Last week, we wrote about how important exit planning is, whether your business is struggling or thriving. (If you missed it, check out the first article in our series on Exit Planning.) This week, before we begin our deep dive into successful exit planning, we pause to look at the bigger picture. A successful exit will require you to overcome multiple barriers, all of which are interconnected. The good news is we know what the most common barriers are, and by doing this work, you will also build a stronger business.

For example, before you can get a valuation of your business, you need all of your financials in order. This is the moment many business owners discover their bookkeeping is a mess! As they begin cleaning it up, they often uncover performance issues like inconsistent sales or unpaid invoices, all of which affect both the performance and valuation of the business. Bringing in the right people for the work will improve efficiency and make it easier to delegate, but it may also uncover a lack of documented processes. All of this works together to strengthen the business and make it more profitable.

Infographic showing the interconnected common barriers to a successful business exit: 1) Goals of the business owner, 2) Value of the Business, 3) Performance of the Business

Common Barrier 1: The Goals of the Business Owner 

One of the more surprising issues business owners face is not knowing what they want to do when they no longer own their business. They must set goals in sufficient detail to determine the activities and the amounts needed to set themselves up for the next chapter in their life.  

Adjusting to a new life and rhythm can be more difficult than it sounds at first. Many of us start businesses because we love the challenge. We pour ourselves into them, which means that we often do not develop additional interests outside of our careers.  

Before you can successfully exit your business, you need a plan for what’s next. Trust me – you will tire of golf every day after a few months. Ask yourself questions like these:  

  • Will you travel?  
  • Will you have a second home for part of the year?  
  • What hobbies will you pursue?  
  • Do you need to learn something (e.g. a foreign language, maintenance of a sailboat) for the next chapter? 
  • What kind of charitable or community pursuits interest you? 

Defining your retirement goals does more than help you fill the days no longer consumed by your business. It also allows you to prepare your personal financial plan. What will your expenses be, and how much do you need out of the business to cover those? Returning to work later because you’re running out of money is avoidable if you plan well up front, make proper investments along the way, and, if you need to sell the business as part of your exit, get the sale price you need.   

Common Barrier 2: The Value of the Business  

Text graphic that reads "How To Determine How Much Your Business Is Worth"

As mentioned in our first article, while only 20% of businesses actually sell, just under 3% of businesses sold actually achieve the desired sale price. With that desired sale price (or the value you need from this asset) determined, the next common barriers to overcome are determining the value of the business and then maintaining that value through the exit process. 

Most people would be shocked at how many companies operate without balancing their books each month and how many are just one unpaid invoice away from being unable to make payroll. While common, you must clean up and maintain your financial documentation or you will be unable to steer the business effectively or monitor the key metrics needed to determine the value you have in your business.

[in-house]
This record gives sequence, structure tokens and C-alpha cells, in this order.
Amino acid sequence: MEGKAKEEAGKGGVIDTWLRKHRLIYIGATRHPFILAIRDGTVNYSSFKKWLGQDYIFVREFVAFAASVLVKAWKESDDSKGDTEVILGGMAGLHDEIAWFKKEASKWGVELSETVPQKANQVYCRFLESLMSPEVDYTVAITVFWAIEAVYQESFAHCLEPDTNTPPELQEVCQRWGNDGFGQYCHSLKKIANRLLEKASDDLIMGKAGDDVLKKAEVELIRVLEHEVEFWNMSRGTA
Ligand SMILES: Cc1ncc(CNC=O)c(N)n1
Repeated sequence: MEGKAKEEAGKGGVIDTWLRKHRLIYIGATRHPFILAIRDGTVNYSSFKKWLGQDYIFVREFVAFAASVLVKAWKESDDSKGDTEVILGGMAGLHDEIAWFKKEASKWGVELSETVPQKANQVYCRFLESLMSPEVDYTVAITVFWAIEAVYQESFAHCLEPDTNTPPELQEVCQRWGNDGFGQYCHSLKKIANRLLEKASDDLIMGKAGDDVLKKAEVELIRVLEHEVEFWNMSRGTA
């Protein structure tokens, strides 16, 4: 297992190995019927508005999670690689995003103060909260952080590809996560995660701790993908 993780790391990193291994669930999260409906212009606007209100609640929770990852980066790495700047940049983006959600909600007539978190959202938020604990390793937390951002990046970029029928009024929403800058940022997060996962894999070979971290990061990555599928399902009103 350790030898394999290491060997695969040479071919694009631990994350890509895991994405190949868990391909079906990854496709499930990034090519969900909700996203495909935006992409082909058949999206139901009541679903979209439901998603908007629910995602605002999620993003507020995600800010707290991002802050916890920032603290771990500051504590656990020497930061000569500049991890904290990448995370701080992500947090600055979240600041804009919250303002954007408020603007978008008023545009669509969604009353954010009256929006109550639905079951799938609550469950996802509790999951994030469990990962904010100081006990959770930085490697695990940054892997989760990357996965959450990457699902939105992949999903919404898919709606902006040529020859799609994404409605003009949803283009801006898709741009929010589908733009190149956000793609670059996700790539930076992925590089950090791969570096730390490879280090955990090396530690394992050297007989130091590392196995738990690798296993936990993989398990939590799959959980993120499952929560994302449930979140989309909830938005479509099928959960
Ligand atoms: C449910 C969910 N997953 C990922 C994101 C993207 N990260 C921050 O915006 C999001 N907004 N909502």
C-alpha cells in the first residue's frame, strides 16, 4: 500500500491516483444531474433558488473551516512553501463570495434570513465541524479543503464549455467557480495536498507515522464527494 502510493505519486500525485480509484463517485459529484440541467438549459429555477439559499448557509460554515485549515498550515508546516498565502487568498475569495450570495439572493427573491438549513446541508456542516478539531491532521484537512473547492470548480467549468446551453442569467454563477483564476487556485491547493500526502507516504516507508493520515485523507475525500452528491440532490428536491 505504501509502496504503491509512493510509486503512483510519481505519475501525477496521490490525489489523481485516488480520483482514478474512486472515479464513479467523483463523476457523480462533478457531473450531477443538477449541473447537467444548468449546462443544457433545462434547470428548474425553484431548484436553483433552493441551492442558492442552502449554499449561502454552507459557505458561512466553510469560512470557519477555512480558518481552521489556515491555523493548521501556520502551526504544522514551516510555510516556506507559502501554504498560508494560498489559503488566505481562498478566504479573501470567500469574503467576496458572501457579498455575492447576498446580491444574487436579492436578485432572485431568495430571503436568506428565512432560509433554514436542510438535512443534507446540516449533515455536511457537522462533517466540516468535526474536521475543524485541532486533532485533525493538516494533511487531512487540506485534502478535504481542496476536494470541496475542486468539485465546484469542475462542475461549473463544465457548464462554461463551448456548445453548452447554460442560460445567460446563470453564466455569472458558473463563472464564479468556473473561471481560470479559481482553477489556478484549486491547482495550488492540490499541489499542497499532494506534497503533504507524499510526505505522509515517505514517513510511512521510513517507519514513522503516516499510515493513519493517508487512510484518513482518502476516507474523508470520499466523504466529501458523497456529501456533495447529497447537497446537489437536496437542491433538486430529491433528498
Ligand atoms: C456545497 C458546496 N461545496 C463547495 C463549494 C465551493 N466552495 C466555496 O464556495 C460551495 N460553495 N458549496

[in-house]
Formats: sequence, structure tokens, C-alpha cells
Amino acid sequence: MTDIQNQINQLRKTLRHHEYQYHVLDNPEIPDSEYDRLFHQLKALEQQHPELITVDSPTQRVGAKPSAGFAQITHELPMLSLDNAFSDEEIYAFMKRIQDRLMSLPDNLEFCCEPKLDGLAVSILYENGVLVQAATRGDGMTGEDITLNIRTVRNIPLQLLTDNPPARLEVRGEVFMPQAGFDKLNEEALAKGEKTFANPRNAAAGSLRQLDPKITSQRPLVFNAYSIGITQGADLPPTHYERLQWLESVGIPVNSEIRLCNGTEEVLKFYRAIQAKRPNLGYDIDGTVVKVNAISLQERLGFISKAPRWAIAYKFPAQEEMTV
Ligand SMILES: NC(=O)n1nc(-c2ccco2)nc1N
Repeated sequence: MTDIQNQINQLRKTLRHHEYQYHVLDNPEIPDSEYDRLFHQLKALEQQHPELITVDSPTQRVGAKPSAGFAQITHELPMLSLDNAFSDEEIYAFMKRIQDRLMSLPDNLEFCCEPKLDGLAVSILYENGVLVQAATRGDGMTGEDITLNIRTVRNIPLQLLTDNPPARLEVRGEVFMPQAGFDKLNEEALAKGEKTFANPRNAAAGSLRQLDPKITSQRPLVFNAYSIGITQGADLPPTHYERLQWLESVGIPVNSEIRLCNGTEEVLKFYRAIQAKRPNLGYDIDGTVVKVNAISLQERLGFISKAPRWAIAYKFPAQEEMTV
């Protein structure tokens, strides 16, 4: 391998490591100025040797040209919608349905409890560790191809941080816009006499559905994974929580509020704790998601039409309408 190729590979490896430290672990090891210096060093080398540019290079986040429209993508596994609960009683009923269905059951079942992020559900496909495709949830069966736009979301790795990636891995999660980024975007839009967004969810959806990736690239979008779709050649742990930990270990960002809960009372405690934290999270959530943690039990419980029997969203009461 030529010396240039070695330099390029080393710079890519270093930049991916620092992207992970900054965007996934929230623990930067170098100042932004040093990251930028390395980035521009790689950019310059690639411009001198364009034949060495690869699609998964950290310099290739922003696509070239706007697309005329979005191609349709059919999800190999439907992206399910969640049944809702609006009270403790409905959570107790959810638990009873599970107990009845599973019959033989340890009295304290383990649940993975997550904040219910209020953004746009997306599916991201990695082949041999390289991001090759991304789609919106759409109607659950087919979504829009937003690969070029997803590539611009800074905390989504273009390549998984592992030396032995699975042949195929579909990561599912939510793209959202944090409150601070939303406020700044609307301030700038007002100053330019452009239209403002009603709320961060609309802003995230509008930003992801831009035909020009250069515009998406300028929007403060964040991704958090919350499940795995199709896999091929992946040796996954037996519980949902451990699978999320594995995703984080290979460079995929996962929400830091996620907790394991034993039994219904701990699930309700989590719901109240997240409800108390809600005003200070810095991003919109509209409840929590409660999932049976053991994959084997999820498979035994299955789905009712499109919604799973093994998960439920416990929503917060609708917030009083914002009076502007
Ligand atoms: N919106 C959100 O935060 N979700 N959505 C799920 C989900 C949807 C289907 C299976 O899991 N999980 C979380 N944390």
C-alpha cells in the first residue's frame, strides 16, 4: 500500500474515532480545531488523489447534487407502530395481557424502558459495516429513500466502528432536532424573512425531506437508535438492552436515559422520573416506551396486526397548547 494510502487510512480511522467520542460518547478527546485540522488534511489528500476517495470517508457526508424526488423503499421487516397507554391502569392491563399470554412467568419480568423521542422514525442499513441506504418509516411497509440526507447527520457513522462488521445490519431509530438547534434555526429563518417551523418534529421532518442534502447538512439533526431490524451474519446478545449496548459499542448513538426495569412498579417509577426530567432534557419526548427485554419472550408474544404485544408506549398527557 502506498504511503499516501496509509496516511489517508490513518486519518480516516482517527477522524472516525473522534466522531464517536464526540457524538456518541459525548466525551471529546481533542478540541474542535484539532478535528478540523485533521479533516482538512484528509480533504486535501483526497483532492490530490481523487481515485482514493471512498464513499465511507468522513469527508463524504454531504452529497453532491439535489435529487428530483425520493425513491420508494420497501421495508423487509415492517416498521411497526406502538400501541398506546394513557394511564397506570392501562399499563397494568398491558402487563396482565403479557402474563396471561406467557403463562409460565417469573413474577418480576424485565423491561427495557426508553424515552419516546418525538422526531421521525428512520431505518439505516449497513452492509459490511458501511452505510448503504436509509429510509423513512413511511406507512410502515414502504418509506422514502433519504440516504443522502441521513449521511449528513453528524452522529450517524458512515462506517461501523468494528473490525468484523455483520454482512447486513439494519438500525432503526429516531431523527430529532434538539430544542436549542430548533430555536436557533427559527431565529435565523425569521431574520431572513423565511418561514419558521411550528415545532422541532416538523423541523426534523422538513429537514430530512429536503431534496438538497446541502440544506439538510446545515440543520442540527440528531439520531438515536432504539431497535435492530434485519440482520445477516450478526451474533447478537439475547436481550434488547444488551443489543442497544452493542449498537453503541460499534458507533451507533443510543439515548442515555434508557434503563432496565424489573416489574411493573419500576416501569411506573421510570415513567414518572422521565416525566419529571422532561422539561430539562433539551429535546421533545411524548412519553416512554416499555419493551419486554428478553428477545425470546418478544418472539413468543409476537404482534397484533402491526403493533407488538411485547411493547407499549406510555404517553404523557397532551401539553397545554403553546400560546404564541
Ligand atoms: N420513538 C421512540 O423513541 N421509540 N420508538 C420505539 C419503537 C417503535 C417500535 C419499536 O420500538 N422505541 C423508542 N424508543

Managing cash flow is often a challenge, especially if your business has government clients or others with extremely long payment terms. It can also be impossible to invest in improvements or expand without additional capital. If you work with good advisors, you will find a surprising number of options for improving cash flow. 

Finally, many owners face an unpleasant surprise at the closing of their business sale – a decline in the value of their business that lowers the final sale price. Many factors can cause the value of a business to slide during the sale or exit process, but it ultimately means the business’s performance dropped.  

Common Barrier 3: The Performance of the Business 

If an owner has failed to sufficiently prepare new leaders to take over the company, this will appear as soon as the owner shifts their focus from operations to his or her exit. When the business’s success depends too much on the owner, its performance (and thus its value) will decline when the owner steps away.  

Owners must delegate their responsibilities to others, both to ensure the performance remains strong when they leave and to give themselves the bandwidth to plan and execute their exit. Consistent results in a business require a commitment to identifying repeatable processes, documenting them, implementing systems, and training new leaders to manage it all. 

Another critical performance issue is resilience in the face of unpredictable markets. Diverse revenue streams, or making sure your customers are not all concentrated in one area, will help your business become shock-resistant and continue to deliver even when others are struggling. 


We will dive more deeply into each of these common barriers over the coming weeks. We’re also interested in hearing from you. What are the biggest hurdles you are facing? How have you seen overcoming one of these common barriers transform your own company? Send us InMail or email to share with us. We just might feature you in a future article.